A defiant anthem headed to country radio, a disco party off an eagerly awaited new album and a breezy island jam from a Nineties kingpin make up this week’s list of songs you need to hear right now.
Ace Nashville songwriter Gretchen Peters (“Independence Day,” “You Don’t Even Know Who I Am”) will release her new LP Dancing With the Beast on May 18th, bringing together stories of women from different backgrounds. The first taste of it is the dark and slinky “Disappearing Act,” premiering here on Rolling Stone Country. A vivid portrait of a woman who’s lost too much to care about appearing genteel, Peters’ character sounds like she knows better than to get too comfortable. “Good things come, good things go. If it lifts you up, it’ll lay you low,” she sings in the refrain, shrugging at the implications. “There’s a brutal honesty in this character that I love,” Peters explains. “She’s one part Zora Neale Hurston, one part my mom, and – I hope – one part me.” J.F.
Elton John is one of our foremost living legends, and the diversity of performers represented in his pair of forthcoming tribute albums, Revamp and Restoration, is a testament to his outsized influence. Chris Stapleton contributes to the Restoration disc, which pulls together country and Americana artists to celebrate John’s rootsier output. He tackles John’s 2001 track “I Want Love,” a Grammy-nominated song off the also nominated album Songs From the West Coast. Stapleton adds a little grit where John would offer bombast, his vocals so suited to the tune that, to casual ears, it could be a cut from one of his own albums. B.M.
More than 20 years after “Dust on the Bottle” knocked Garth Brooks’ “She’s Every Woman” from the top of the Hot Country Songs chart, David Lee Murphy is back with a new solo album. No Zip Code was co-produced by Kenny Chesney, who scored his own Number One with a 2006 cover of Murphy’s “Living in Fast Forward.” Appropriately, Chesney makes an appearance on this breezy, island-friendly single, whose mix of reggae rhythms, programmed drums and beach-bum wisdom (“Don’t go hitting the panic button; it ain’t worth spilling your drink”) makes “Everything’s Gonna Be Alright” a timely single for warmer weather. R.C.
A sideman for country artists like Sam Outlaw and Michaela Anne, Elijah Ocean returns to his solo career with this blast of California-inspired folk/rock. “Down This Road” was hatched in Los Angeles and finished in Las Vegas, days after Tom Petty’s death. The head Heartbreaker’s ghost looms large over the track, from the overdubbed 12-string acoustic guitars to the cyclical vocal hook that runs throughout. Petty would be proud. R.C.
“Somebody blazed this trail I’m treading on,” Lambert says, tipping her hat to the songwriters who came before her. Fueled by arena-rock percussion and chiming guitar riffs, “Keeper of the Flame” doubles as a power-ballad empowerment anthem, with Lambert finding courage to move forward by looking back at the craft and courage of her songwriting idols.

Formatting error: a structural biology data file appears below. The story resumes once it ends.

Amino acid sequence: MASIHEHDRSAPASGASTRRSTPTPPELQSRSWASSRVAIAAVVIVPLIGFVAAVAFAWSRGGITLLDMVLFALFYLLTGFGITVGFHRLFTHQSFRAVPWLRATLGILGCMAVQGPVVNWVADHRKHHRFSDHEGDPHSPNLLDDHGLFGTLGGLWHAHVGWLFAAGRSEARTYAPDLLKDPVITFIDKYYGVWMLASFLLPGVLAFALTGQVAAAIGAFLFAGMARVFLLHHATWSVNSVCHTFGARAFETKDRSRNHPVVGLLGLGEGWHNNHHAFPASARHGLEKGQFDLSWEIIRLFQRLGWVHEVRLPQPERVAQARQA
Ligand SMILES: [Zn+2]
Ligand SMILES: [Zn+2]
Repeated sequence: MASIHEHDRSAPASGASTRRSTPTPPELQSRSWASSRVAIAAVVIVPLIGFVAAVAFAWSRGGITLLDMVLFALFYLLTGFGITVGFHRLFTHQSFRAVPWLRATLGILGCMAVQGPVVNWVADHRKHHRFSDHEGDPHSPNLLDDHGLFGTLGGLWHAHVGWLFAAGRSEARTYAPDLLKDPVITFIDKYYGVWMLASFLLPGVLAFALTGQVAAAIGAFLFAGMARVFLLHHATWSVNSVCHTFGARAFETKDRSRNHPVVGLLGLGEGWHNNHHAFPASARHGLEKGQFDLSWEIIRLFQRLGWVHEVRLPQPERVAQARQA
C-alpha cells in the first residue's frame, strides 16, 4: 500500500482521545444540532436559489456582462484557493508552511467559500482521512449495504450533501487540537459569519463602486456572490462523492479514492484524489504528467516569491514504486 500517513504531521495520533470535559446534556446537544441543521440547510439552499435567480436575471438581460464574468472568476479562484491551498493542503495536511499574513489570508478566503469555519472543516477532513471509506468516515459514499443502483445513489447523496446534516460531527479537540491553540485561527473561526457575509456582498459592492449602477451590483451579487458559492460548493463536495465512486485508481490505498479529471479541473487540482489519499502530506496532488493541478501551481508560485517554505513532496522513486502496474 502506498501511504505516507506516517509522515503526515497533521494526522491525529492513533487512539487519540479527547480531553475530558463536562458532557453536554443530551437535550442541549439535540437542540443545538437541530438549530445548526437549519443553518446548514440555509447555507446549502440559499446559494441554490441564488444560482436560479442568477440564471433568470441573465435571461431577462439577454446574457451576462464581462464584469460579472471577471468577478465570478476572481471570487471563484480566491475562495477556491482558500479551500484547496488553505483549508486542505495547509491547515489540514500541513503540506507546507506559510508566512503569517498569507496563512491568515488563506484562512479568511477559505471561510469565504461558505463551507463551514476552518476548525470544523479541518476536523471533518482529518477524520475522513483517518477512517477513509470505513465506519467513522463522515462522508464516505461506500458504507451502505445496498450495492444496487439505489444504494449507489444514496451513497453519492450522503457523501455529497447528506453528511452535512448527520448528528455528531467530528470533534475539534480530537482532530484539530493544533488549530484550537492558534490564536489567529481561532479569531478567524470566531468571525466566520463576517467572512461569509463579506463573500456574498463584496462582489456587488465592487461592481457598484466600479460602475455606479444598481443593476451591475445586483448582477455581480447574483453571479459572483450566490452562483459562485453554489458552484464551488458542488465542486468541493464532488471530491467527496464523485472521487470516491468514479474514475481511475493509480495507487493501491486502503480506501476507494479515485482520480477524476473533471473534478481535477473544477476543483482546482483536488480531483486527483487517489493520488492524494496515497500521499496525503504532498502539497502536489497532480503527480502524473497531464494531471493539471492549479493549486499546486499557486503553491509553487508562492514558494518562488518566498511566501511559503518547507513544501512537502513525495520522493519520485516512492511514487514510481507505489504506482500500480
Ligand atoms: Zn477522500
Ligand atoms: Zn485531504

With Mumford & Sons no longer dominating the public eye, Nathaniel Rateliff and the Night Sweats have moved in to quietly to claim the lead spot in Americana’s mainstream crossover. “You Worry Me,” from their new LP Tearing at the Seams, is holding strong in the Number One spot on both Billboard’s Triple A airplay and Americana singles charts – a pretty serious feat for a song that rests on a pulsing R&B beat and gritty soul instead of the soaring harmonies and aggressive kick drums that usually straddle genres. Maybe it’s the message: opening with Rateliff softly singing to himself, “I’m alright today,” it’s a reminder to stay sane in troubled times. M.M.
SmithField, the duo of Trey Smith and Jennifer Fiedler, take a new approach to a familiar topic: “Hey Whiskey” turns one of country music’s most prized motifs – the alcohol-soaked power ballad – onto its hungover head. Here, Fiedler talks directly to the vices that have turned her former flame into a drunk-dialing, unpredictable mess. “Why’s he only call me up when he throws you down?” she sings, while all the twangy tricks of the trade — crashing guitars, mournful pedal steel and stacked harmonies — swirl in the background. R.C.
It goes without saying that Kacey Musgraves’ forthcoming album Golden Hour is one of the year’s most anticipated releases, but on “High Horse” she reminds us all why, just in case. A sparkling slice of country disco, “High Horse” owes as much to the Bee Gees as it does the rodeo. With a four-on-the-floor beat, percussive acoustic guitar, and throbbing bass, the track is dance-club ready and may challenge some fans’ notions of what sounds can work in a country setting. That is, of course, assuming they can stop singing along long enough to spit out an argument. B.M.
Jason Aldean is packing up and heading out, bound for somewhere – anywhere, really – that’s different than the trampled turf of his old stomping grounds. Musically, though, this is Mr. Hicktown as we’ve always known him, working post-grunge guitar tones and programmed snare hits into his urbanized country sound. The title track from Aldean’s eighth LP, “Rearview Town” paves the way for a full-length album release next month. R.C.
Duo Escondido comprises longtime Nashville favorites Tyler James and Jessica Maros. As the two get ready to release their new album Warning Bells, they’ve also shared a new tune, “You’re Not Like Anybody Else.” The bittersweet song looks at the painful complications wrought by unrequited love, and does so with a melody so sweet that being a jilted lover doesn’t sound so bad after all. B.M.